Researchers at the UNT College of Engineering are leading a new consortium to further the science and applications of emerging semiconducting materials toward electronic, photonic and sensing technologies. These technologies will help advance national security capabilities, while also training a diverse workforce in these key disciplines through funding received from the U.S. Department of Energy’s (DOE’s) National Nuclear Security Agency (NNSA).
The Consortium on Sensing, Energy-efficient Electronics, Photonics with 2D Materials and Integrated Technologies (SEEP-IT) will receive $1 million annually over the next five years, totaling $5 million, specifically from the DOE-NNSA Minority Serving Institution Partnership Program.
“If we want to push our technology forward to remain competitive economically and safeguard our national security, we need to explore emerging semiconductors that offer new functionalities not possible with conventional materials,” says UNT PACCAR Professor of Engineering Anupama Kaul. “This consortium will help drive innovation with our team members across disciplines simultaneously working on different components of this research.”
Kaul is serving as the principal investigator of SEEP-IT and is leading a team of 15 faculty and scientists collaborating in the consortium. Other university research leads include Weidong Zhou, a Distinguished University Professor in electrical engineering at the University of Texas at Arlington with expertise in photonics and optoelectronics and Mansour Mortazavi, vice chancellor for research at the University of Arkansas-Pine Bluff with expertise in optics and laser science and technology. SEEP-IT also is actively working with the DOE’s Argonne National Labs and Sandia National Labs. These labs receive a separate budget through co-funding from DOE-NNSA-MSIPP, bringing the total funding for SEEP-IT at $7.45 million, including the academic and national labs partners.
Kaul holds joint appointments in the Departments of Materials Science and Engineering and Electrical Engineering. To date, she has earned nearly $12 million in funding from federal and other agencies as principal investigator for her research. Kaul’s current research is heavily entrenched in low-dimensionality materials. These include 2D materials, which offer promising platforms for electronics, photonics, sensors and flexible electronics using additive manufacturing approaches and solar cells, through the strong light-matter interactions these materials demonstrate.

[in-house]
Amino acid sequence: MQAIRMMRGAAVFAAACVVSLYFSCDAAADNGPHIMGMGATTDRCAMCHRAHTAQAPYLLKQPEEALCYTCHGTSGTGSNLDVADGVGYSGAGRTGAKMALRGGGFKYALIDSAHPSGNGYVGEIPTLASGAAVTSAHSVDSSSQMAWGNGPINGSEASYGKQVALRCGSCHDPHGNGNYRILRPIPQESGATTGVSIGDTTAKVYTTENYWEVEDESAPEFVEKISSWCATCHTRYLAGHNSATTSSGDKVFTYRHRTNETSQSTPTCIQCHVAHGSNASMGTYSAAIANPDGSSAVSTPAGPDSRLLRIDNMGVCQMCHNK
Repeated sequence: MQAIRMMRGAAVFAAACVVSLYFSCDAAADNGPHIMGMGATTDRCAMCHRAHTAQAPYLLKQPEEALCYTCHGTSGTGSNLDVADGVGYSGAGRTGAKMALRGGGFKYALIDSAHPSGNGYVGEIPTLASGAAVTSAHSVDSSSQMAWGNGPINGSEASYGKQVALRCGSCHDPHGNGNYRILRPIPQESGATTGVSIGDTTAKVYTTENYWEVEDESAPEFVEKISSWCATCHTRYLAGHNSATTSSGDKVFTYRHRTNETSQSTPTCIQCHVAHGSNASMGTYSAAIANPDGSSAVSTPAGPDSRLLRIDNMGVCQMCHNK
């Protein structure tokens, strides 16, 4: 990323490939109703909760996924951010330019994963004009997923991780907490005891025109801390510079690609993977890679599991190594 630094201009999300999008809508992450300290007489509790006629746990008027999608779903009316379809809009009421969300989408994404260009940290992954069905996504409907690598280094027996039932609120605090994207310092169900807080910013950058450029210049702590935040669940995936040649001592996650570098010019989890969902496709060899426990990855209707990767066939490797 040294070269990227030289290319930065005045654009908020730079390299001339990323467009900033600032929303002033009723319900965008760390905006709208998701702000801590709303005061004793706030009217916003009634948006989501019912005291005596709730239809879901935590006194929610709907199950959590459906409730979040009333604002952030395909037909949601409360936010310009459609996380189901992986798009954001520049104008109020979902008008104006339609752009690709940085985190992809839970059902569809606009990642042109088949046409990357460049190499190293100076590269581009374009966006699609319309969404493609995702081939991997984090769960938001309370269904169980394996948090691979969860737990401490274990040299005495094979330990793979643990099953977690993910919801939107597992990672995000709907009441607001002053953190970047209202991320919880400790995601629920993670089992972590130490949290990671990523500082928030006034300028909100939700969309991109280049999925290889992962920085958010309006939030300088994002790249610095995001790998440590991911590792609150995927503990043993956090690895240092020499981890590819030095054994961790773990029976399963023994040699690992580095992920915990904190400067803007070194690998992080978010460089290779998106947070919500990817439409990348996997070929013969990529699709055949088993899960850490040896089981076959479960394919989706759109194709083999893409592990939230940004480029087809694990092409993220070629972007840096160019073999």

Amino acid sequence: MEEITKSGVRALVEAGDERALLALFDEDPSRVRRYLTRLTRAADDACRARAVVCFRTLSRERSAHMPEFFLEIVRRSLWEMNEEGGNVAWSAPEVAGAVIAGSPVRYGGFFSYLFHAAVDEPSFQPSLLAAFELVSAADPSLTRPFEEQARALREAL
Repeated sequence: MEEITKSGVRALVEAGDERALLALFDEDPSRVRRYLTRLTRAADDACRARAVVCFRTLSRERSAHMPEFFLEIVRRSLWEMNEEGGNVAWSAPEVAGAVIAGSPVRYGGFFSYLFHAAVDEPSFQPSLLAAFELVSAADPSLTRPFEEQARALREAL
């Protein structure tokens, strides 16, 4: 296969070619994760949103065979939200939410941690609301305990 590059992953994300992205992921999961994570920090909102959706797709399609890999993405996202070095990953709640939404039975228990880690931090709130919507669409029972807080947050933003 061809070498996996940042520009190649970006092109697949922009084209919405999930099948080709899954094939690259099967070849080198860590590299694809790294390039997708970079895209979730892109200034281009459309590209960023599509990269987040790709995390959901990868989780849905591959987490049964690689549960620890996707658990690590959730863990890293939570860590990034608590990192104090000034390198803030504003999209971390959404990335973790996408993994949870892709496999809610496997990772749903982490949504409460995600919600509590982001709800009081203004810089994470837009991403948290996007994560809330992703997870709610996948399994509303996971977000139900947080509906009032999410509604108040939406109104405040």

Through SEEP-IT, Kaul is working closely with co-PI Yuankun Lin, a professor of physics at UNT. Lin conducts research in laser optics and photonic crystals and has mentored many students from underrepresented groups who are now working in leading defense firms. Others from UNT include co-PI Pamela Padilla, vice president for research and innovation, who is playing a key role in developing recruitment strategies to engage a diverse student body, having served as past president of the Society for the Advancement of Chicanos/Hispanics & Native Americans in Science (SACNAS).
“It is essential that UNT students from diverse backgrounds have an opportunity to engage in research that creates new technologies and is foundational to economic development and national security,” Padilla says. “This grant facilitates student access to research opportunities and mentors within academia and the national labs.”
The science drivers for SEEP-IT include identifying ways in which ionizing radiation detection can be furthered using silicon photonics and 2D materials. The consortium also will develop new sensor technologies including in flexible formats, studying light-matter interactions and lasing in the quantum limit, as well as twisted opto-electronics.
“The capabilities of NNSA’s various offices in counterproliferation will be important guides for us,” Kaul says. “We are uniquely positioned with the expertise to address key challenges for the NNSA using science and technology that will emerge from our research at UNT and work from our collaborators. Knowing our research under SEEP-IT will have significance to fulfill an important national security need is highly motivating and a privilege.”
Equally important for SEEP-IT is the prioritization of educational and outreach initiatives to recruit students, particularly from underrepresented groups in STEM, engagement with the community, along with internship placement for students at national labs. As a principal investigator, Kaul has led recent STEM initiatives through other Department of Defense programs, which have had a regional impact in North Texas.
“SEEP-IT will help inspire, recruit and retain U.S.-based, undergraduate and graduate students and those who are underrepresented in the STEM fields to provide them with exceptional opportunities in cutting-edge research of national significance,” says Vijay Vasudevan, chair of UNT’s Department of Materials Science and Engineering.
Kaul says a diverse STEM workforce trained in working with semiconductors will be necessary to tackle the complex problems in this field.
“This will help drive the nation’s economy by developing the STEM pipeline to fulfill the great demand we have for engineers and scientists in the U.S., while also strengthening our national security,” Kaul says.